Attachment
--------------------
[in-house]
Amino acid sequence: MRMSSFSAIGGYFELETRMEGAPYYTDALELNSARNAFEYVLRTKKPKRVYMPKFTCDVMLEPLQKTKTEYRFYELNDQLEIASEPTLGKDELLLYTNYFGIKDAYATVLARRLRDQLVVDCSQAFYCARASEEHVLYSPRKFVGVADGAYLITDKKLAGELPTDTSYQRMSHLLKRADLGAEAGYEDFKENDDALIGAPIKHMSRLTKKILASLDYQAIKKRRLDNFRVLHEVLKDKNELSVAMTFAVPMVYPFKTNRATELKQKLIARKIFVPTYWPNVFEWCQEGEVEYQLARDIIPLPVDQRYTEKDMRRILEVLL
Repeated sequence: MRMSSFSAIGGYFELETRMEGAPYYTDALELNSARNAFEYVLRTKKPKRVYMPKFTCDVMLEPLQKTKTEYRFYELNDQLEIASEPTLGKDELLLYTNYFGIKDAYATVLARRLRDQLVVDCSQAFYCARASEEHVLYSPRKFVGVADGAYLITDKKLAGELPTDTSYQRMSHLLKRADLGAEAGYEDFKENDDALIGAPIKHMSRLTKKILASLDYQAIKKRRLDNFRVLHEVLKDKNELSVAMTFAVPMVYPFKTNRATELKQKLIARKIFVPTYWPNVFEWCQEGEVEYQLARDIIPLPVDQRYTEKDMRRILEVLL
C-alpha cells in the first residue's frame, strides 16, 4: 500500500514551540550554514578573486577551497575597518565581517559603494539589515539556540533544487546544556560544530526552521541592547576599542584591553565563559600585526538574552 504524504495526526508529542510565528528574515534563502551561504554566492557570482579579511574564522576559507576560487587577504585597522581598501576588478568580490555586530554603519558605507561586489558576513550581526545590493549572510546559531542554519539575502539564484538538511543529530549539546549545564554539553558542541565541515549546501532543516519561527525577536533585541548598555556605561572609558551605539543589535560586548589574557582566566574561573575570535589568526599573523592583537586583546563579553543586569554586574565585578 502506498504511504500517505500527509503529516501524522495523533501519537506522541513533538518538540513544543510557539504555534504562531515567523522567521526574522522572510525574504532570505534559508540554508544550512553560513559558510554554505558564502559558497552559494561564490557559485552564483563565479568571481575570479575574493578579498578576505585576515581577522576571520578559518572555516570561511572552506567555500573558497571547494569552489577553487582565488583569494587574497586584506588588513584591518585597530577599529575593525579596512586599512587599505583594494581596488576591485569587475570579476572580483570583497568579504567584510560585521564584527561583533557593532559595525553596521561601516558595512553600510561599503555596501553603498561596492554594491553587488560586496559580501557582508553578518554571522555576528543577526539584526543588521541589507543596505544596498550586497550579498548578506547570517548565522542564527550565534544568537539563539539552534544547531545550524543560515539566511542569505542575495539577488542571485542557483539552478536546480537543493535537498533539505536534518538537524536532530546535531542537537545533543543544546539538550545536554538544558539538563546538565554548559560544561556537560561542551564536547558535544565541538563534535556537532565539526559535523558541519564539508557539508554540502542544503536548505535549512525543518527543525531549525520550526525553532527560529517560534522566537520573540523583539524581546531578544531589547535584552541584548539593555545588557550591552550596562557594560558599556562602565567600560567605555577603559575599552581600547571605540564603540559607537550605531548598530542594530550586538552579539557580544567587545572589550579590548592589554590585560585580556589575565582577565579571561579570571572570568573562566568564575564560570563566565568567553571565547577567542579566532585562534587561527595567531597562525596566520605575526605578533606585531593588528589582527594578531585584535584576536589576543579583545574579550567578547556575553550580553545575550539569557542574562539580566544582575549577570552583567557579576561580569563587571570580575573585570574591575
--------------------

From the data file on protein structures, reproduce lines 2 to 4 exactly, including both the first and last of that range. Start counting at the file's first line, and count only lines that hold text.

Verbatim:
Amino acid sequence: MRMSSFSAIGGYFELETRMEGAPYYTDALELNSARNAFEYVLRTKKPKRVYMPKFTCDVMLEPLQKTKTEYRFYELNDQLEIASEPTLGKDELLLYTNYFGIKDAYATVLARRLRDQLVVDCSQAFYCARASEEHVLYSPRKFVGVADGAYLITDKKLAGELPTDTSYQRMSHLLKRADLGAEAGYEDFKENDDALIGAPIKHMSRLTKKILASLDYQAIKKRRLDNFRVLHEVLKDKNELSVAMTFAVPMVYPFKTNRATELKQKLIARKIFVPTYWPNVFEWCQEGEVEYQLARDIIPLPVDQRYTEKDMRRILEVLL
Repeated sequence: MRMSSFSAIGGYFELETRMEGAPYYTDALELNSARNAFEYVLRTKKPKRVYMPKFTCDVMLEPLQKTKTEYRFYELNDQLEIASEPTLGKDELLLYTNYFGIKDAYATVLARRLRDQLVVDCSQAFYCARASEEHVLYSPRKFVGVADGAYLITDKKLAGELPTDTSYQRMSHLLKRADLGAEAGYEDFKENDDALIGAPIKHMSRLTKKILASLDYQAIKKRRLDNFRVLHEVLKDKNELSVAMTFAVPMVYPFKTNRATELKQKLIARKIFVPTYWPNVFEWCQEGEVEYQLARDIIPLPVDQRYTEKDMRRILEVLL
C-alpha cells in the first residue's frame, strides 16, 4: 500500500514551540550554514578573486577551497575597518565581517559603494539589515539556540533544487546544556560544530526552521541592547576599542584591553565563559600585526538574552 504524504495526526508529542510565528528574515534563502551561504554566492557570482579579511574564522576559507576560487587577504585597522581598501576588478568580490555586530554603519558605507561586489558576513550581526545590493549572510546559531542554519539575502539564484538538511543529530549539546549545564554539553558542541565541515549546501532543516519561527525577536533585541548598555556605561572609558551605539543589535560586548589574557582566566574561573575570535589568526599573523592583537586583546563579553543586569554586574565585578 502506498504511504500517505500527509503529516501524522495523533501519537506522541513533538518538540513544543510557539504555534504562531515567523522567521526574522522572510525574504532570505534559508540554508544550512553560513559558510554554505558564502559558497552559494561564490557559485552564483563565479568571481575570479575574493578579498578576505585576515581577522576571520578559518572555516570561511572552506567555500573558497571547494569552489577553487582565488583569494587574497586584506588588513584591518585597530577599529575593525579596512586599512587599505583594494581596488576591485569587475570579476572580483570583497568579504567584510560585521564584527561583533557593532559595525553596521561601516558595512553600510561599503555596501553603498561596492554594491553587488560586496559580501557582508553578518554571522555576528543577526539584526543588521541589507543596505544596498550586497550579498548578506547570517548565522542564527550565534544568537539563539539552534544547531545550524543560515539566511542569505542575495539577488542571485542557483539552478536546480537543493535537498533539505536534518538537524536532530546535531542537537545533543543544546539538550545536554538544558539538563546538565554548559560544561556537560561542551564536547558535544565541538563534535556537532565539526559535523558541519564539508557539508554540502542544503536548505535549512525543518527543525531549525520550526525553532527560529517560534522566537520573540523583539524581546531578544531589547535584552541584548539593555545588557550591552550596562557594560558599556562602565567600560567605555577603559575599552581600547571605540564603540559607537550605531548598530542594530550586538552579539557580544567587545572589550579590548592589554590585560585580556589575565582577565579571561579570571572570568573562566568564575564560570563566565568567553571565547577567542579566532585562534587561527595567531597562525596566520605575526605578533606585531593588528589582527594578531585584535584576536589576543579583545574579550567578547556575553550580553545575550539569557542574562539580566544582575549577570552583567557579576561580569563587571570580575573585570574591575